One of the things I love and admire about Judaism is its focus on life. Judaism, unlike many other religions, is concerned more with this life than what comes in the hereafter. Judaism does provide rituals for mourners to cling to in those dark days after a loved one dies, but beyond the first weeks or year of mourning, life resumes, and any mention of the departed one brings sympathy and comfort from those around.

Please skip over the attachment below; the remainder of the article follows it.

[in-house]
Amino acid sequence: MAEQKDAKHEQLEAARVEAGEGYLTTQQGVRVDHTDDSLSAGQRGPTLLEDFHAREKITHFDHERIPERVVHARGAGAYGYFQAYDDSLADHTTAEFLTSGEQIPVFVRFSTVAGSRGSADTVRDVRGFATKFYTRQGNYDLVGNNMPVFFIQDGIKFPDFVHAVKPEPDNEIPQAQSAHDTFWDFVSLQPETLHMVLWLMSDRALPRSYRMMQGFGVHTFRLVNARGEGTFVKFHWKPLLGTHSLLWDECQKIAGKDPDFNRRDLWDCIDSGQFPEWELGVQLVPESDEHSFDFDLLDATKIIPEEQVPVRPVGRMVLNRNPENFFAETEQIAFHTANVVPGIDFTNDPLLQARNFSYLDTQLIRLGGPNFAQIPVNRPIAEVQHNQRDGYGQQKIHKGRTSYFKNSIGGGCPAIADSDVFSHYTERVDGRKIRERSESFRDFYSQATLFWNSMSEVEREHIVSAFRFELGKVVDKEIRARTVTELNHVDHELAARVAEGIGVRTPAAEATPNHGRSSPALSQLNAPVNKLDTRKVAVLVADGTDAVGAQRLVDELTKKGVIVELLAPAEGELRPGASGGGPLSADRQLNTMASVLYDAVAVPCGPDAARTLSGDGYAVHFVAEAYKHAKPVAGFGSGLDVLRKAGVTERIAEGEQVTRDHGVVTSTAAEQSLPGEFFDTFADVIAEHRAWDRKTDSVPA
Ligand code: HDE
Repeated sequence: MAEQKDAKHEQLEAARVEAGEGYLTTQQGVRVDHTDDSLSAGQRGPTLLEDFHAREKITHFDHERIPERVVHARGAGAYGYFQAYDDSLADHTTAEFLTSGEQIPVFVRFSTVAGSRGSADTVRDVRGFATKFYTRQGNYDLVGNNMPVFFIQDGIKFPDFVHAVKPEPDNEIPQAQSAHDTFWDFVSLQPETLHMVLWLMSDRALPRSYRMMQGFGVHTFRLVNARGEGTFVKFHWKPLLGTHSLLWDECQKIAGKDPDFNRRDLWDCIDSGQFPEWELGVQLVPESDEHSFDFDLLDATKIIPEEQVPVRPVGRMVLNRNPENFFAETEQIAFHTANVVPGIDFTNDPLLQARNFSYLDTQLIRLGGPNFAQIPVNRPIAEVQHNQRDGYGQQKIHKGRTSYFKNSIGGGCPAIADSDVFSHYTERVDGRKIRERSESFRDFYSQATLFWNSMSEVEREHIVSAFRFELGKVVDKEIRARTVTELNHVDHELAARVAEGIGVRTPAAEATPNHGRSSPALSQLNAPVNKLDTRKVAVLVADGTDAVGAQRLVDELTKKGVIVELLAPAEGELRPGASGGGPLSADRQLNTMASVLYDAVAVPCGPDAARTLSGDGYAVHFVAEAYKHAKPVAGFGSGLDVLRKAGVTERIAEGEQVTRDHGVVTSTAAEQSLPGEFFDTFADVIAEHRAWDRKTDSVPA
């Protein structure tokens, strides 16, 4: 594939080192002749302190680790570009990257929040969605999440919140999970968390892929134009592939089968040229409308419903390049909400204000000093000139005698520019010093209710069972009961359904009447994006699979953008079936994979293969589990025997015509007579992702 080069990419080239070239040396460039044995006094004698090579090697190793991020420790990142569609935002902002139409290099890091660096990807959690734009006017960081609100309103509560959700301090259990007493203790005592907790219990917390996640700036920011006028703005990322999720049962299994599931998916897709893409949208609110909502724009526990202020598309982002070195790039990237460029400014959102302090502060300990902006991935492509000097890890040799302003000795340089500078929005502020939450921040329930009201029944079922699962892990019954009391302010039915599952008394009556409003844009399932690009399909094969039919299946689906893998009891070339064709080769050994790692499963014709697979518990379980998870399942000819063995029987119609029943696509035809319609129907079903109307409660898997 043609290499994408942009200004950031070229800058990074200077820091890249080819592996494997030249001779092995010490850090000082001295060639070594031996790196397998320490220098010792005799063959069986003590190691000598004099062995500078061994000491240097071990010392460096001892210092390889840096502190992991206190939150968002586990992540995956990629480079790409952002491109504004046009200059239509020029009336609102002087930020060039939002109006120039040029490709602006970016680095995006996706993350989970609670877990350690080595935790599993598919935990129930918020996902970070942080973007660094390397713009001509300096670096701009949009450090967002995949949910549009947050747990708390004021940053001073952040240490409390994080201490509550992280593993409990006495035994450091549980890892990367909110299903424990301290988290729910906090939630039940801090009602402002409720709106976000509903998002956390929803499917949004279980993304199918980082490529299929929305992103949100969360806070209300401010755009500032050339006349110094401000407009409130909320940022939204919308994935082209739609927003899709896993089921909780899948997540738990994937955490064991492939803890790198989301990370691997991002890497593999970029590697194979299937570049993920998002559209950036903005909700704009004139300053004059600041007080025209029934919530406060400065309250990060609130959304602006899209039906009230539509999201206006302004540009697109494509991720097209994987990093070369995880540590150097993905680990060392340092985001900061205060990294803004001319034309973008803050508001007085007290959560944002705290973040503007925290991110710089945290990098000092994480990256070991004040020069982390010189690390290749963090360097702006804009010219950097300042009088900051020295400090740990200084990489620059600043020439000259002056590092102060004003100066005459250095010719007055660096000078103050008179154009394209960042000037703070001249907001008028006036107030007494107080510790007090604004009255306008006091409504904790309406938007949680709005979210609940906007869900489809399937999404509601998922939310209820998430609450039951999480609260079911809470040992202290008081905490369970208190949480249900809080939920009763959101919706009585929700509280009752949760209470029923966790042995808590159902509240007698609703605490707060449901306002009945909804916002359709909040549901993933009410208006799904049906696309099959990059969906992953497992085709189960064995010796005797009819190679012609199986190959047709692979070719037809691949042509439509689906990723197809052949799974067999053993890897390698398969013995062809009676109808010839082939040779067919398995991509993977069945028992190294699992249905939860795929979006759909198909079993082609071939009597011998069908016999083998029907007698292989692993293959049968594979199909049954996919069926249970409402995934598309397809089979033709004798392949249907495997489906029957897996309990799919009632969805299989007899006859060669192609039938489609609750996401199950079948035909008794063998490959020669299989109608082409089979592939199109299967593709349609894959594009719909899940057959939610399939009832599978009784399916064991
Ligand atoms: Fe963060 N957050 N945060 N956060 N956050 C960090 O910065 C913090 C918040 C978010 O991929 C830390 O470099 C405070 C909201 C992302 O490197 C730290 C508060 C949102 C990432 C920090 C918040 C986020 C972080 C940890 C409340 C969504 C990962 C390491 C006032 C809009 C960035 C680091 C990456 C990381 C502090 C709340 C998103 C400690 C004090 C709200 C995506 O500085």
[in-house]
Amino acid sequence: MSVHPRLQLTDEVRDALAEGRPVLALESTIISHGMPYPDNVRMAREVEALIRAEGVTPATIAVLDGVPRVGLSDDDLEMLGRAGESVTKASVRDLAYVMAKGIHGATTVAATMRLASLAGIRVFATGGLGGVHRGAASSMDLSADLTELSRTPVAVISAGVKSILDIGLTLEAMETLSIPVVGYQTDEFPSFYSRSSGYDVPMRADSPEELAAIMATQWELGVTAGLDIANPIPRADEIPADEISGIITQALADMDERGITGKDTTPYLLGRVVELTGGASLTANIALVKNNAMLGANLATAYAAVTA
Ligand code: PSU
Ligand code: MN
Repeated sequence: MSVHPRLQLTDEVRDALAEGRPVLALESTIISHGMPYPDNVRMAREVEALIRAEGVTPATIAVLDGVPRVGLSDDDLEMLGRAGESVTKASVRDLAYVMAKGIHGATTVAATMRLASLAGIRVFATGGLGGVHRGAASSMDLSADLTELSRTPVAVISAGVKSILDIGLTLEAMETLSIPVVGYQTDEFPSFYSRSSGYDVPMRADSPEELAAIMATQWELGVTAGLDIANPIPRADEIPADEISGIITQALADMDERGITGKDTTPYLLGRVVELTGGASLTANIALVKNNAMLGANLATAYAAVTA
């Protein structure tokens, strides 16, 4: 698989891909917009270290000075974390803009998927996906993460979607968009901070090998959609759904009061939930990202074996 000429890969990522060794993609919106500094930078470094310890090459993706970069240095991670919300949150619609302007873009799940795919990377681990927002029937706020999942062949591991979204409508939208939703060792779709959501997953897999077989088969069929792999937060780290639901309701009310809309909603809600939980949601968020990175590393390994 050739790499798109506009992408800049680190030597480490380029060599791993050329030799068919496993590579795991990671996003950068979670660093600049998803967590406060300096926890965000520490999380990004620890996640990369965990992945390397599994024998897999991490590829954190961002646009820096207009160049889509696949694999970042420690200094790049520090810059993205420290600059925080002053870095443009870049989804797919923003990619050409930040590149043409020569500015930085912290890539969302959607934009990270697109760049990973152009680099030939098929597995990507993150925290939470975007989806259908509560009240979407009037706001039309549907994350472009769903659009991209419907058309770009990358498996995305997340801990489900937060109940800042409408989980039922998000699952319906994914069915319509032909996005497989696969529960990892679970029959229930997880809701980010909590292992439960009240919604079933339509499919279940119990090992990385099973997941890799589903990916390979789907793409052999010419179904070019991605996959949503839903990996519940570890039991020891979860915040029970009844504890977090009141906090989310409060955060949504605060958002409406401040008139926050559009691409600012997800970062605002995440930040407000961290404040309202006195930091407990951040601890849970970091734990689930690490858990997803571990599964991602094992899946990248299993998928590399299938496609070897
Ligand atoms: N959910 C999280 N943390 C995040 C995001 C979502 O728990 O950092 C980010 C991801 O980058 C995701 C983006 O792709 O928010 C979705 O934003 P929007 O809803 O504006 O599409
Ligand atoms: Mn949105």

My dad killed himself 10 years ago.
The ritual afterwards was completely different. He couldn’t be buried in a Jewish cemetery and asked to be cremated with no funeral, no shiva, nothing. Not only did we have to lose our dad and find some way to reconcile his taking of his own life, but we had to do it without the rituals, which are there for a reason. We had to carve our way, largely on our own and without a community. Read the rest of this entry →